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For Bridges it's all in the timing

The serial biotech board director Mel Bridges has raised a few eyebrows over the timing of his recent purchase of shares in Alchemia, a company he chairs.

The serial biotech board director Mel Bridges has raised a few eyebrows over the timing of his recent purchase of shares in Alchemia, a company he chairs.

Bridges on Thursday disclosed he had snapped up 87,000 Alchemia shares for 34.5? each. This followed a more than 50 per cent slide in Alchemia's share price since the start of August, fuelled by concerns the company could struggle to fund the Phase III trial of its HA-Irinotecan coloreactal cancer treatment.

Only two weeks ago, Alchemia's chief executive, Pete Smith, noted the "working capital cap" between the $5.6 million of cash the company had on its balance sheet and the $20 million cost of the trial.

"This is something that's clearly troubling the market at the moment," he conceded on August 26.

Smith, in the same interview, said Alchemia was looking at "different financing opportunities" including a share issue, taking on debt that could be repaid by future equity raising, the securitisation of revenue of one of its other treatments or a convertible note issue.

Smith also raised the more palatable idea of trying to sell the European rights of its HA-Irinotecan treatment. "We could consider selling the European rights or regional rights for a sum of money that enables us to start the trial and that is actually something that we are looking at doing," he said.

Fast forward to Friday, two days after Bridges's share purchase. Shares in the company jumped 14.9 per cent to 42.5? after an encouraging investor briefing.

Smith said the company was close to finalising plans to fund the Phase III trial and believed the preferred strategy was achievable.

"The top of our mind is limiting that dilution," he said.

"We know we have to give clarity to the market about the funding. I believe we will able to do that in the not too distant future."


Just when it appeared nickel miner Albidon Limited had seen the worst of its troubles, it seems things are about to get a lot worse for the miner which has had its share price slip by more than 98 per cent since May 2008.

Albidon, whose shares are in a trading suspension, on Friday announced that a review of its operations had discovered that "metallurgical recoveries" reported in its June quarterly update were incorrect.

"The actual metallurgical recovery results are materially lower than those disclosed," the company said, referring to its Minali mine in Zambia.

The announcement is set to inflame tempers among Albion's minority shareholders, some of whom claim the company has been hijacked by its 50.4 per cent shareholder, the state-owned Chinese nickel concern Jinchuan.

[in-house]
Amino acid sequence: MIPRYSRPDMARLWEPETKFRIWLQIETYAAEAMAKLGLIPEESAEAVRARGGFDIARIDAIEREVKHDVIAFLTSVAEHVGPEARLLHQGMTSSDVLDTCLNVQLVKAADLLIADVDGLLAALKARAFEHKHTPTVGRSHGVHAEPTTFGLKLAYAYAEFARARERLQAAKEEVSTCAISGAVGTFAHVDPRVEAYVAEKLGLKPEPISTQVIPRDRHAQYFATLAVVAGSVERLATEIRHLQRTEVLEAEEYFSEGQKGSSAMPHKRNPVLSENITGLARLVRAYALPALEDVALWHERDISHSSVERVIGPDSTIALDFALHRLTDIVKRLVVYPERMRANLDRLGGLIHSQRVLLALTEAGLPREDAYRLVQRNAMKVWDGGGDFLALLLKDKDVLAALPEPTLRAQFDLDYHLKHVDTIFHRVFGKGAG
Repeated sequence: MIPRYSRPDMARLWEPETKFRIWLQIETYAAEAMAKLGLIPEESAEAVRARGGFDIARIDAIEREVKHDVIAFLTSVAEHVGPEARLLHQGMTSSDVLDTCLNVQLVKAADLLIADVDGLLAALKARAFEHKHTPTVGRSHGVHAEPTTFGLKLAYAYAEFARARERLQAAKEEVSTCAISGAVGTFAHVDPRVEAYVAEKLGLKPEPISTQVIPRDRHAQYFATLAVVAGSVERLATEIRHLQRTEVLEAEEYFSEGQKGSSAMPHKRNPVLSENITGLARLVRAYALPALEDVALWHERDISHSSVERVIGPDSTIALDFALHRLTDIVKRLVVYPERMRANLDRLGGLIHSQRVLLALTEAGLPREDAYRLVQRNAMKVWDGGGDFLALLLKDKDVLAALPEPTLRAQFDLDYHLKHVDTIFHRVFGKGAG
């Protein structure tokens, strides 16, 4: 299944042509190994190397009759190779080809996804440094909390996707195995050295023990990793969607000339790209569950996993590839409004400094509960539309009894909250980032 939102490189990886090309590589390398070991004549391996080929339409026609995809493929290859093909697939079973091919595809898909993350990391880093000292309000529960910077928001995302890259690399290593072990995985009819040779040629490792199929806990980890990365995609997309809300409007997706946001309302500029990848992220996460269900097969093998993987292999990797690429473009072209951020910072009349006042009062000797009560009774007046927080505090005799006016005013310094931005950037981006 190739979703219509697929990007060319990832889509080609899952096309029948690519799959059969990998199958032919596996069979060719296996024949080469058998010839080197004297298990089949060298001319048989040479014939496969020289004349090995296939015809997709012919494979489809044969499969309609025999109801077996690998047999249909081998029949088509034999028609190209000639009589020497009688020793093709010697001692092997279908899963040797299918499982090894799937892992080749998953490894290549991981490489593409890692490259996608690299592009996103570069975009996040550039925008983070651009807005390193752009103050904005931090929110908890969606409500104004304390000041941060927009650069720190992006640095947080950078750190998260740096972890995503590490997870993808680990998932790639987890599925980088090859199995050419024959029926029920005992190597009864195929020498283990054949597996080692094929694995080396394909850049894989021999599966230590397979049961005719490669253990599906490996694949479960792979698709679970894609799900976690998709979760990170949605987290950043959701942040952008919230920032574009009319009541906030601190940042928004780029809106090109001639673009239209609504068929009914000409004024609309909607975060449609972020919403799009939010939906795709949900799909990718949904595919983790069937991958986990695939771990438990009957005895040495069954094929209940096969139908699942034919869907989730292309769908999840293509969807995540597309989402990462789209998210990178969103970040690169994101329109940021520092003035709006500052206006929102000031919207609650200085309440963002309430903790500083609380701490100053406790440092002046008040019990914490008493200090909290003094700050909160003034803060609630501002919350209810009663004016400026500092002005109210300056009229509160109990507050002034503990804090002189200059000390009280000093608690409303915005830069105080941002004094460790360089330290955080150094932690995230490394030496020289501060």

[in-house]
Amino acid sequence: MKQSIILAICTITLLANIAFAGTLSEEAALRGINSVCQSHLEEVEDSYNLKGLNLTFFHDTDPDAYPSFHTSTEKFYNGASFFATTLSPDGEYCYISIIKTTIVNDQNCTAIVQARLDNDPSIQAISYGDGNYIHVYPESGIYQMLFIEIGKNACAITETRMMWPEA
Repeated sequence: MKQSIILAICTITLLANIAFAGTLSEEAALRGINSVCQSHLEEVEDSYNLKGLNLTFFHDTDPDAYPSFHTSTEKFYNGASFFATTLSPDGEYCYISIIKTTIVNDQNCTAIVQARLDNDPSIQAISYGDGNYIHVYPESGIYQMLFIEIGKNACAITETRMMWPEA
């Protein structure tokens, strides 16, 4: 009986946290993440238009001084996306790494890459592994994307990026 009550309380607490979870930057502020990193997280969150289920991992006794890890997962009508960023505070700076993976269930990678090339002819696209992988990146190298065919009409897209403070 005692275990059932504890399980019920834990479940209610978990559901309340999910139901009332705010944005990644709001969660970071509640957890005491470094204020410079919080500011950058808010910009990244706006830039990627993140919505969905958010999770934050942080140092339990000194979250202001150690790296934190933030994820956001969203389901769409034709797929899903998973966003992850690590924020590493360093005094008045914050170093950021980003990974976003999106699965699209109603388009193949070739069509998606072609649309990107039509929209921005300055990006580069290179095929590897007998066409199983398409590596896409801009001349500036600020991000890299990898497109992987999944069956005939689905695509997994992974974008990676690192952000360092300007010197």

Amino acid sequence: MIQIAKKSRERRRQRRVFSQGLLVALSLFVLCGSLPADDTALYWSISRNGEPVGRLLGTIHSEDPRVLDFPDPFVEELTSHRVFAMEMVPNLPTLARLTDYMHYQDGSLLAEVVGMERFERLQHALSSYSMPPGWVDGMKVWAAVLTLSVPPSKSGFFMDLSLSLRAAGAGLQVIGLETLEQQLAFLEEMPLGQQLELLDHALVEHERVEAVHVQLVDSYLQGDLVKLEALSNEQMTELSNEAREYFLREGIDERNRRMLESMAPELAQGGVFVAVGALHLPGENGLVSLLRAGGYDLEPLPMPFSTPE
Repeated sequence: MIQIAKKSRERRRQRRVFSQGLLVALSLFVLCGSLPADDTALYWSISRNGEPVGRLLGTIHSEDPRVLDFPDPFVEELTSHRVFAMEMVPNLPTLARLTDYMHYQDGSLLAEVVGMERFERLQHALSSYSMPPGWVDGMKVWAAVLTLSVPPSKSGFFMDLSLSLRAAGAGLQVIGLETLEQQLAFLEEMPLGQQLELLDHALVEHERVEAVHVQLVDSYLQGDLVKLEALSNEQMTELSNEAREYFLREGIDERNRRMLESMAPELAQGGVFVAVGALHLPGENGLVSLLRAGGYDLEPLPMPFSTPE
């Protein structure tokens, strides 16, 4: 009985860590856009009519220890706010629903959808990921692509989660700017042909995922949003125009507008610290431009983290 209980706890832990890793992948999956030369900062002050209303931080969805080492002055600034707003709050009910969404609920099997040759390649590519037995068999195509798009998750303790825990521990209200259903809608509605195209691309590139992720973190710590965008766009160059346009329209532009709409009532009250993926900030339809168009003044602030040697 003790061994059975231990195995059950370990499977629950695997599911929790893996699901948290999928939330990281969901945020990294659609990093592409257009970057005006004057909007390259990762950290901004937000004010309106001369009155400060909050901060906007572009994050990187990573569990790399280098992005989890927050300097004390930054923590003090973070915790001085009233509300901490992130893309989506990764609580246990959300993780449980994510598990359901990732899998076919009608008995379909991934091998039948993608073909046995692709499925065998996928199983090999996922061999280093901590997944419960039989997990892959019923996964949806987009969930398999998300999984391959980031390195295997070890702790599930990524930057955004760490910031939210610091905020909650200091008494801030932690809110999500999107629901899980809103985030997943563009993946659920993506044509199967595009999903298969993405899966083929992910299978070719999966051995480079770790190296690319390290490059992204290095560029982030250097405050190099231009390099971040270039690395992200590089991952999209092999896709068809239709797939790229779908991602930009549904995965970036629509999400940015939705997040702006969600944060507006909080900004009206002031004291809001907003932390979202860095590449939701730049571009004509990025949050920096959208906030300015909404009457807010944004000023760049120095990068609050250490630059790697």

The review of Albidon's operations is being undertaken by the advisory group founded by the Lynas executive chairman, Nick Curtis, Riverstone.

One of the initial steps undertaken was for Albidon to dump its chief executive, Jian-Hua Sang, in July and appoint Riverstone's co-founder, Harold Wang, as its acting chief executive. Wang joined the Albidon board in August last year.

Some observers are now wondering why Albidon, which only came out of administration late last year, was allowed to recommence trading last year given that it was still carrying more than $100 million of debt.

Jinchuan boosted its stake from 5.6 per cent to 50.4 per cent as part of the recapitalisation of Albidon, where it injected $US7 million ($6.7 million) of funds in return for 135 million shares at 5.2? each (or 1 per cent of their value at their peak). The Chinese bought a further 323 million convertible notes, which when converted will see Jinchuan own a 74.4 per cent stake.

Jinchuan took its original equity stake in 2008 via a "life on mine" off-take agreement with Albidon.


It appears the chairman and chief executive of the cash-strapped drilling company AJ Lucas might be able to recycle some of the lines used in his speech at last year's annual meeting.

After reporting a $7.1 million loss in the 2010 financial year, Allan "Six Million Dollar Man" Campbell remarked: "I do think the business has turned and the outlook has much improved.

"We never expected that it would be a good year but nobody could have predicted all the events which impacted our performance."

The company, which has been in a five-month trading suspension, has finally released its accounts for the year to June 30, which contain an $11.5 million full-year loss. The good news is the group reported a $6 million profit in the second half.

But it may not be enough for Campbell to temper any of the lingering shareholder anger over the $6.48 million cash bonus he pocketed in the 2009 financial year. Especially with the company now set to announce a massively dilutive share raising.

In its latest accounts, prepared on a going concern basis, Lucas noted that its current liabilities exceeded its current assets by $114.7 million.

Lucas, which has seen its shares slump 80 per cent, reported "a range of options have been considered to strengthen the group balance sheet having regard to the multiple objectives of minimising shareholder dilution, deleveraging the balance sheet and preserving as far as possible ownership of the group's businesses".

Some investors will no doubt be eagerly awaiting the release of the group's remuneration report. Despite Campbell receiving no cash bonus last year after his 2009 windfall, he was still awarded $438,265 in options and a 27 per cent lift in base pay to $642,227. Campbell's base pay has tripled since 1999, the year before the accident-prone Lucas listed on the ASX.

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